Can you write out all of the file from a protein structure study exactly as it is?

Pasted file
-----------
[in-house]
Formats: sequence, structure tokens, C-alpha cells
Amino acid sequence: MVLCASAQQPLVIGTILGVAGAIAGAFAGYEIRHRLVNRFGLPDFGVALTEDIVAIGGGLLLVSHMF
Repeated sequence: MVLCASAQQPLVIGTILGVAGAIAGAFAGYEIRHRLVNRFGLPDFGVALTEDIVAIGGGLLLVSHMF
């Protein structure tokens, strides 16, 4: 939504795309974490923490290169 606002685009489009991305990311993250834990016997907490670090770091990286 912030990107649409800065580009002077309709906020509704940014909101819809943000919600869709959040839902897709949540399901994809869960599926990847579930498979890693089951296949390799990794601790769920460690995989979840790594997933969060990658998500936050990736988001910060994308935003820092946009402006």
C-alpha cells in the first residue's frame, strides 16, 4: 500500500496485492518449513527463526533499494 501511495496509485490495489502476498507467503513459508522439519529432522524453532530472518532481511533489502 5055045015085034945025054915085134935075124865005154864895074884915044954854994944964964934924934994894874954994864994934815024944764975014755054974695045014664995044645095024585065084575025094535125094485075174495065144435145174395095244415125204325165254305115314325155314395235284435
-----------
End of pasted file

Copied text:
[in-house]
Formats: sequence, structure tokens, C-alpha cells
Amino acid sequence: MVLCASAQQPLVIGTILGVAGAIAGAFAGYEIRHRLVNRFGLPDFGVALTEDIVAIGGGLLLVSHMF
Repeated sequence: MVLCASAQQPLVIGTILGVAGAIAGAFAGYEIRHRLVNRFGLPDFGVALTEDIVAIGGGLLLVSHMF
């Protein structure tokens, strides 16, 4: 939504795309974490923490290169 606002685009489009991305990311993250834990016997907490670090770091990286 912030990107649409800065580009002077309709906020509704940014909101819809943000919600869709959040839902897709949540399901994809869960599926990847579930498979890693089951296949390799990794601790769920460690995989979840790594997933969060990658998500936050990736988001910060994308935003820092946009402006």
C-alpha cells in the first residue's frame, strides 16, 4: 500500500496485492518449513527463526533499494 501511495496509485490495489502476498507467503513459508522439519529432522524453532530472518532481511533489502 5055045015085034945025054915085134935075124865005154864895074884915044954854994944964964934924934994894874954994864994934815024944764975014755054974695045014664995044645095024585065084575025094535125094485075174495065144435145174395095244415125204325165254305115314325155314395235284435